Vanguard announced Tuesday its entry into factor ETFs, a move that's a sharp departure from its index-based exchange-traded funds — and, quite possibly, one designed to appeal to advisers.
Vanguard plans to roll out six new factor ETFs next year, specializing in minimum volatility, value, momentum, liquidity and quality. A sixth ETF will be a multifactor approach. The Valley Forge, Pa., company also will roll out a multifactor open-ended mutual fund.
Factor funds take one or more investment strategies, or factors, into their securities selection. Morningstar Inc. lists 21 factor mutual funds and 60 factor ETFs. Factor ETFs have attracted an estimated $3.1 billion the past 12 months, according to Morningstar.
The move is significant for several reasons.
The first is simply the Vanguard effect: The mutual fund behemoth vacuums up investor assets like an elephant sipping from a baby pool. Investors have poured an estimated $348.6 billion net inflow to Vanguard mutual funds and ETFs the 12 months ended October 31, according to Morningstar, giving the company a 23.6% market share. (Those figures exclude money market funds and fund of funds).
The five single-factor ETFs will have an estimated expense ratio of 0.13%, while the multifactor ETF and mutual fund will weigh in at 0.18%. iShares, the largest factor-fund provider, weighs in at 0.15% to 0.32% for its largest factor ETFs, and archrival Fidelity charges 0.29% for its factor offerings.
Vanguard's entry into the arena should send shivers down its competitors' spines. Its factor funds would be cheaper than iShares' offerings, which are the current leaders.
"The average Vanguard ETF has more than $10 billion in assets, and given their strong brand with advisers and retail investors, we expect these factor products to be successful in gathering assets early," said Todd Rosenbluth, senior director of ETF and mutual fund research at CFRA.
The new Vanguard ETFs are also a sharp departure from Vanguard's long-time promotion of capitalization-weighted index funds, championed by its founder, Jack Bogle. A 2011 Vanguard research paper, for example, "supports market-cap-weighted indexes over these alternative equity benchmarks, both for their theoretical basis and their practicality." A 2015 paper concluded, "By definition, alternatives to market-cap-weighted indexes, such as smart-beta strategies, should be considered active strategies, because their rules-based methodologies tend to generate meaningful security-level deviations, or tracking error, versus a broad market-cap index."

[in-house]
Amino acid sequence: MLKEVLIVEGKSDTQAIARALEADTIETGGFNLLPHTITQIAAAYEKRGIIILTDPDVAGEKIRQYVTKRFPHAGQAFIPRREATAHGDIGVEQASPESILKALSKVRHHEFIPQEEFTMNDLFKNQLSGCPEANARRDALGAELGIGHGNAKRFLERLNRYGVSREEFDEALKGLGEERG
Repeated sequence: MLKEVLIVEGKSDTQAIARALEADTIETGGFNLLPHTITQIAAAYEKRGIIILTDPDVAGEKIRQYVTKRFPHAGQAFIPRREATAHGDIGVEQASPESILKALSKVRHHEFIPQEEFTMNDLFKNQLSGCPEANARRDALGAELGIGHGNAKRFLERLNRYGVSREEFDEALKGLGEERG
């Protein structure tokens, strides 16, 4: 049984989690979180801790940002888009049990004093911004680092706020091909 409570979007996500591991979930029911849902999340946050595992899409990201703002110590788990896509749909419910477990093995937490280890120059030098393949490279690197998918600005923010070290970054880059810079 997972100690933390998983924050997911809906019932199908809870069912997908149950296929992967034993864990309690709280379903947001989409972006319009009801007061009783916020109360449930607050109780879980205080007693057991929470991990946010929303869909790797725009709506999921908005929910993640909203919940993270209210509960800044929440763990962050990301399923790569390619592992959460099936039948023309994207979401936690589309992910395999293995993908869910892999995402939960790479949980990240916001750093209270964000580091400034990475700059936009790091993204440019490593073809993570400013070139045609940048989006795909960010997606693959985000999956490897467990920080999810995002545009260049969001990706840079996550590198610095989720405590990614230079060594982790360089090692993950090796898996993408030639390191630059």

The new ETFs will follow no index, but rather broad guidelines as to how they select stocks, Mr. Rosenbluth said. And unlike other Vanguard ETF offerings, the new ETFs will reveal their holdings daily.
"Investors won't have the full road map, but they will have guidelines," Mr. Rosenbluth said. "They will be able to conduct due diligence based on holdings and costs rather than waiting three years."
Vanguard acknowledges that, like all factor funds, their performance won't track a broad-based index, and that some factors can go out of style for extended periods of time. For that reason, the funds might appeal more to advisers than individual investors. The multifactor ETF and mutual fund, however, seems more targeted at individual investors, said Dan Wiener, editor of the Independent Adviser for Vanguard Investors.
Mr. Wiener was skeptical of how useful the ETFs will be. The company has rolled out factor funds in Europe and Canada, but their assets aren't impressive, at least by Vanguard standards. The Canadian Vanguard Minimum Volatility ETF, for example, was rolled out in June 2016 and has $18 million in assets.
"Smart beta is a marketing gimmick: It's a way for companies to put an indexing sheen on active management," Mr. Wiener said. "All factors go in and out of favor and timing your purchases and sales of one or another factor is a fool's errand."
And, he said, Vanguard's record at multifactor investing is middling at best.
"Vanguard's multifactor product sounds an awful lot like their existing quantitative strategies used on funds like Strategic Equity, Strategic SmallCap Equity and U.S. Value," he said. "Sure, there are differences, but the bottom line is that Vanguard's record on these quant funds is decidedly poor."